Latvian President Andris Berzins welcomes Ukraine's President Petro Poroshenko (L) at the Eastern Partnership Summit in Riga, Latvia, May 21, 2015. (Reuters/Ints Kalnins)
The EU is not ready to welcome its eastern non-member partners, including Ukraine, according to a leaked draft resolution ahead of the Eastern Partnership Summit. German Chancellor Angela Merkel warned EU leaders not to make false promises.
“We must not cre-ate false expectations,” Merkel said when speaking in front of the Berlin parliament before leaving for the Eastern Partnership Summit in Riga on Thursday.
Bloc members have gathered in Latvia for a two-day summit to discuss EU membership for eastern European states, including Ukraine. The EU leaders are examining potential membership prospects for Armenia, Azerbaijan, Belarus, Georgia, Moldova, and Ukraine, as well as the development of its Eastern Partnership program.
Merkel has set the stage for the summit by saying that the Eastern Partnership is not an “instrument of enlargement politics for the European Uni-on and we must not make promises that we can’t fulfill.”
Moreover, European Commission president, Jean-Claude Juncker, said upon his arrival in Riga that the membership issue won’t be a focus. “They are not ready, we are not ready,” he said on Thursday.
In the latest development, a leaked draft resolution ahead of the summit revealed that the introduction of a visa-free regime with Ukraine will likely be postponed. This is bound to disappoint Kiev, which has been promoting the idea.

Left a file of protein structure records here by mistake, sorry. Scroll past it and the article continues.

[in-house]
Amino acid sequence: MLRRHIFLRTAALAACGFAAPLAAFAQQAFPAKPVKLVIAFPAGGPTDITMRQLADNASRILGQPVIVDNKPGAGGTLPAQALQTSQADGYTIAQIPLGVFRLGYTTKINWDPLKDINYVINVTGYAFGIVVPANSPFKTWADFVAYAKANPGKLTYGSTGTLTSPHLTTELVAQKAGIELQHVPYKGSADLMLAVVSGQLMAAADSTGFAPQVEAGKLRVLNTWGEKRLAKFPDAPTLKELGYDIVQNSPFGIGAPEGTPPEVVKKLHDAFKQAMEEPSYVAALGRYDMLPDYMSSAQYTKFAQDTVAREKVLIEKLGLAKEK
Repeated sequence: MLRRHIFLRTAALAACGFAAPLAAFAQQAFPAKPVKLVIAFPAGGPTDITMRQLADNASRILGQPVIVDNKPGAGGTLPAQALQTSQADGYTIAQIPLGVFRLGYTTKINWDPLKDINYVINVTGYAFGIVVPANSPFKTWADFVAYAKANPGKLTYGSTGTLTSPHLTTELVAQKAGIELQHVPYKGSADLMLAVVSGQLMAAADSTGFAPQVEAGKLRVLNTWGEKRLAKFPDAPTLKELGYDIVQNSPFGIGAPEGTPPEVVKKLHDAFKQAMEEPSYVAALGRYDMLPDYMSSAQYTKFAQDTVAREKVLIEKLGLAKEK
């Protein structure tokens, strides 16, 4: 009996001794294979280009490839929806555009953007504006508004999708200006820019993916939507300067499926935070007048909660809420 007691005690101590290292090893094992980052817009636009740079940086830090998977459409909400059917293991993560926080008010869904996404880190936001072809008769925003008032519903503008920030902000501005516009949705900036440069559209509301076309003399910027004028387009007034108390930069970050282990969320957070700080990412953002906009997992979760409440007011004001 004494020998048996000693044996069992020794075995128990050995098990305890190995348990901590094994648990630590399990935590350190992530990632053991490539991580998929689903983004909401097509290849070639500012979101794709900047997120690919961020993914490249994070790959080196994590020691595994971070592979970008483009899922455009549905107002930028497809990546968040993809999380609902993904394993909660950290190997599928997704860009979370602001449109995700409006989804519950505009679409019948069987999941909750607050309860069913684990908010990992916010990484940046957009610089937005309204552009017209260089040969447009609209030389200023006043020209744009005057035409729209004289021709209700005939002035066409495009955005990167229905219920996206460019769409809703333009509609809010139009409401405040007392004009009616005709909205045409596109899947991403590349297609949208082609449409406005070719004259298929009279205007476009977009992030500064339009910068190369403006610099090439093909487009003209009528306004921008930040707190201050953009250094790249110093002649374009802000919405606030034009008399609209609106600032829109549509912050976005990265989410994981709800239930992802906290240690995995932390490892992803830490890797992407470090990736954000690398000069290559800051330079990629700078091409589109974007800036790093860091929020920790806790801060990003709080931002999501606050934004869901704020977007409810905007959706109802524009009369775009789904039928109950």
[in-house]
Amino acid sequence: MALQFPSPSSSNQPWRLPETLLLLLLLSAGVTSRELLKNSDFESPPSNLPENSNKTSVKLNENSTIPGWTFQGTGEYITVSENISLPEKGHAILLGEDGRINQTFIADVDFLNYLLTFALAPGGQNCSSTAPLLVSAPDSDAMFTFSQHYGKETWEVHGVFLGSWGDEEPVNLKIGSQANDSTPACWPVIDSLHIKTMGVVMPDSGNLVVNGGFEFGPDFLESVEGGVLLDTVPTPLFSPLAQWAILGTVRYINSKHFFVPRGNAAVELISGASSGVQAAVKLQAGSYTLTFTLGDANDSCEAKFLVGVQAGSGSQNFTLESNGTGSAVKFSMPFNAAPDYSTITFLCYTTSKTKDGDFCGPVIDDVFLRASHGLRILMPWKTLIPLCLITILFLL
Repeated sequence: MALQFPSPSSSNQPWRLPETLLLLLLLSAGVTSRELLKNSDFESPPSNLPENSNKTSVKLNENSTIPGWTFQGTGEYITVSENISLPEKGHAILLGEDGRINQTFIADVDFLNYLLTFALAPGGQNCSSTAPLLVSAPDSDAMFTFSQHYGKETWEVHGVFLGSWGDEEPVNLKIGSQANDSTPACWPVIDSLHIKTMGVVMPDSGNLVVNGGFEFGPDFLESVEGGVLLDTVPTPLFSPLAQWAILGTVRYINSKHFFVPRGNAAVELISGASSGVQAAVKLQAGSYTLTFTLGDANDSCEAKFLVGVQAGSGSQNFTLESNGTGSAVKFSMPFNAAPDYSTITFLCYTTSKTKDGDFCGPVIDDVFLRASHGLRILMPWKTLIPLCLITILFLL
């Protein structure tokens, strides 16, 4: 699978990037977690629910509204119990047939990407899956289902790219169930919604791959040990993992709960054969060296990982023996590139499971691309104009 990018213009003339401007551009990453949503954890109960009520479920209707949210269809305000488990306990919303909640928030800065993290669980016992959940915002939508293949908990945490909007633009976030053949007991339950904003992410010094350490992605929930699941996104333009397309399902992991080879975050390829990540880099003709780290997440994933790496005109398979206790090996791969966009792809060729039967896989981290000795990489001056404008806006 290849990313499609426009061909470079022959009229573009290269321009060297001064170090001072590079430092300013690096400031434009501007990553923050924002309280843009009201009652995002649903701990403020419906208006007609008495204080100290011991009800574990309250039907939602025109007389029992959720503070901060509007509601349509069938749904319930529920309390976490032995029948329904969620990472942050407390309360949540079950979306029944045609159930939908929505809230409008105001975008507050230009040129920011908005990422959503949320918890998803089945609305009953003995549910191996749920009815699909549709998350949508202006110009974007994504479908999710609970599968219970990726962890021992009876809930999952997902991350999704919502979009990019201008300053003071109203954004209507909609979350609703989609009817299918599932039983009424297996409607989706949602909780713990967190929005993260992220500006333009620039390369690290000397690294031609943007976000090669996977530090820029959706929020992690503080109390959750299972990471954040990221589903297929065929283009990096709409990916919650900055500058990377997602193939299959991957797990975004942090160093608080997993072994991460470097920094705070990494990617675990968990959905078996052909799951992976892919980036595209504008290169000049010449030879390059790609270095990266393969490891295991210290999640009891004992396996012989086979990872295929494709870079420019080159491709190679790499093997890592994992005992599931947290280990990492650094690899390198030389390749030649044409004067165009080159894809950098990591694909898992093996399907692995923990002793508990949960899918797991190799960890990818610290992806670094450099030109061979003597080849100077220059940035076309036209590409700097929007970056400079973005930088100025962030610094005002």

The Ukrainian government wanted “concrete assurances” and a roadmap for EU membership, Ukrainian Foreign Minister Pavlo Klimkin told the German daily, Die Welt.
But the text of the resolution cited by Radio Free Europe only vaguely states that the participants“reaffirm the sovereign right of each partner freely to choose the level of ambition and the goals to which it aspires in its relations with the European Uni-on. It is for the EU and its sovereign [partners] to decide on how they want to proceed in their relations.”
When commenting on Ukraine’s efforts to join the EU, European Council President, Donald Tusk, said:“They have their right to have a dream, but maybe not membership in the predictable future.”
French President Francois Hollande has listed Ukraine’s high crime rate and migration as reasons for concern. “Europeans are naturally wary because there were some issues in Ukraine that we don’t have. Organized crime threatens our security; the same is true about migration.”
Former Ukrainian president Viktor Yushchenko on Wednesday described the world as being fed up with Ukraine. “The world is getting tired of the Ukrainian issue … they’ve started swatting Ukraine away like a pesky fly.”
“It is interesting that in the last couple of weeks we definitely had a softening of the tone f-rom the US towards Russia on this issue,” UK journalist and broadcaster Neil Clark told RT. “The Ukrainian government is rightly worried by this. That is why the rhetoric coming f-rom Kiev has become more bellicose.”